The median PFS [progression-free survival] was 12.1 months, and the median overall survival [OS] was not reached, with an estimated 12-month OS rate of 75% and an 18-month rate of 64%.
The ORR in the GCB disease was 50%, and in non-GCB it was 70%. It wasn’t powered to detect the difference, but there were similar responses. There was a trend toward a little better in the ABC [activated B-cell–like group], but the GCB still had a 50% ORR.
In which patients would you use this combination?
I have used tafasitamab/lenalidomide as a first-line [therapy] at relapse in patients who are not transplant-eligible candidates. In the 82-year-old patient that relapses after R-CHOP, I would off er this as a line of therapy for that patient. I’ve recently used it in patients who have progressed after R-CHOP or relapsed after R-CHOP and received another second-line therapy, like R-GemOX, and not had a response or had a short response. I’d use this in that setting.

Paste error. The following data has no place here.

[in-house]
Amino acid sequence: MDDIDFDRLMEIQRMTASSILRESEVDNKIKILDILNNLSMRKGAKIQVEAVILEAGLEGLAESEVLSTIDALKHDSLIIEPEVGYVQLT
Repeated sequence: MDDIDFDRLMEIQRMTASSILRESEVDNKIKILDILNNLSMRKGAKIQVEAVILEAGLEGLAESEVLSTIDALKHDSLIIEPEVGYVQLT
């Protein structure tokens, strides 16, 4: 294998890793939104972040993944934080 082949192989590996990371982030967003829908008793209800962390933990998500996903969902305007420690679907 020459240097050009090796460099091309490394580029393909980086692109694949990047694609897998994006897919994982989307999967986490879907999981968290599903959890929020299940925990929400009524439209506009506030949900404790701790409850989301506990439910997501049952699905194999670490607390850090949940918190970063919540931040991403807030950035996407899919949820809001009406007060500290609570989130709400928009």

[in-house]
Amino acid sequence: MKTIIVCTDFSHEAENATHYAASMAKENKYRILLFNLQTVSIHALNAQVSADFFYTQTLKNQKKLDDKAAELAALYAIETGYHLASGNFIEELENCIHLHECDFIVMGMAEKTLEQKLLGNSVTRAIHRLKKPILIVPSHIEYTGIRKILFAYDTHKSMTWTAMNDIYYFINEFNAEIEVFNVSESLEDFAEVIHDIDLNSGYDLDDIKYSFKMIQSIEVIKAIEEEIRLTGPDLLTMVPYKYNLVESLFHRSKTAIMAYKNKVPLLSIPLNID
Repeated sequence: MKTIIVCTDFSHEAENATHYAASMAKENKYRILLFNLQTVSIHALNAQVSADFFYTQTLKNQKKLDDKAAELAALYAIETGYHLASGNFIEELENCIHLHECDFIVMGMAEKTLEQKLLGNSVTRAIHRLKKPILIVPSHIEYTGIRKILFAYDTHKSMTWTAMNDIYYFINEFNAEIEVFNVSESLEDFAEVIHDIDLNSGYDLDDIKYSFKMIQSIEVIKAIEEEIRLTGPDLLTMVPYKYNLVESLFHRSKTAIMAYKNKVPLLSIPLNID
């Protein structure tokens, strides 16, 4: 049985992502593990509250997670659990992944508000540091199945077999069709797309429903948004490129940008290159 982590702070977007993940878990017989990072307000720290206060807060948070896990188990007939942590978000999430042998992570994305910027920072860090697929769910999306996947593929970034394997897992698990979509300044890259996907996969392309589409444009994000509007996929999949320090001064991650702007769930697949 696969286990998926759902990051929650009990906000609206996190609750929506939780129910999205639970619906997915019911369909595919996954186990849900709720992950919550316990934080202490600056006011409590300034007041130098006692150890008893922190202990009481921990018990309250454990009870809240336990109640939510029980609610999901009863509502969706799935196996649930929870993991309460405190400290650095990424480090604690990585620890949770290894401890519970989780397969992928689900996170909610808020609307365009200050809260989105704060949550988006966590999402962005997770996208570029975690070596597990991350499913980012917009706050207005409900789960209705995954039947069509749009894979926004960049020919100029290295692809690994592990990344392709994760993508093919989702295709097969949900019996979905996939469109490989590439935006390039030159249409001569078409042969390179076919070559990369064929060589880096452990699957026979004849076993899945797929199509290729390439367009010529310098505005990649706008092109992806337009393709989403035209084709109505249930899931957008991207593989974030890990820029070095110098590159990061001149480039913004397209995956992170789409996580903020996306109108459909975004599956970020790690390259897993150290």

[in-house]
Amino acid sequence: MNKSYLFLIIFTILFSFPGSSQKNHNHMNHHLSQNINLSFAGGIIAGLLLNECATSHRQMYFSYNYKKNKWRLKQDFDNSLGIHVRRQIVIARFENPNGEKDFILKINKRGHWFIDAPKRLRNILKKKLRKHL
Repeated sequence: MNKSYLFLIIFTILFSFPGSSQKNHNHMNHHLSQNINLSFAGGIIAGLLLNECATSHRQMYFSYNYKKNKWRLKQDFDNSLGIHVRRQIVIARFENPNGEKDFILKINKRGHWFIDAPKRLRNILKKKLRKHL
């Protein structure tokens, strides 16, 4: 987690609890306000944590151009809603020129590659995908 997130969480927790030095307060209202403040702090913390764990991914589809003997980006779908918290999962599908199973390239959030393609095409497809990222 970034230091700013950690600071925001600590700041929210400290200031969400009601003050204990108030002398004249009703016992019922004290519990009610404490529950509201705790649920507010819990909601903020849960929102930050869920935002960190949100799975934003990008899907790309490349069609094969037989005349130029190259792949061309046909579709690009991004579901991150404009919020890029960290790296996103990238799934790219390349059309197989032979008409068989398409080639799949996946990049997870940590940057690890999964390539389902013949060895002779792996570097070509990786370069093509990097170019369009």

I’ve not personally used it in a primary refractory patient. I think I would have to consider it in an elderly patient as opposed to if somebody is primary refractory to chemotherapy. Using a salvage [regimen] like R-GemOx, I would not necessarily use this over that because I don’t expect a great response just using chemotherapy again. That might be a setting where I would also consider using the bendamustine/rituximab plus polatuzumab regimen, because the polatuzumab is different.
What are the safety concerns with the tafasitamab-containing regimen?
The most common toxicities were hematologic, such as neutropenia, anemia, thrombocytopenia, and febrile neutropenia. The most common nonhematologic toxicities included rash in about 30% of patients, diarrhea [32%], fatigue [15%], cough [21%], and fever [20%].
There were serious AEs [adverse events] in 51% of patients, with 19% considered to be treatment related. There was a 12% discontinuation rate due to AEs, and 9% of patients experienced AEs of interest, which included tumor flare, basal cell carcinoma, and an allergic dermatitis. Then there were 13%, or 4 deaths, that occurred on study, including an [instance of] sudden death, respiratory failure, and cardiac event.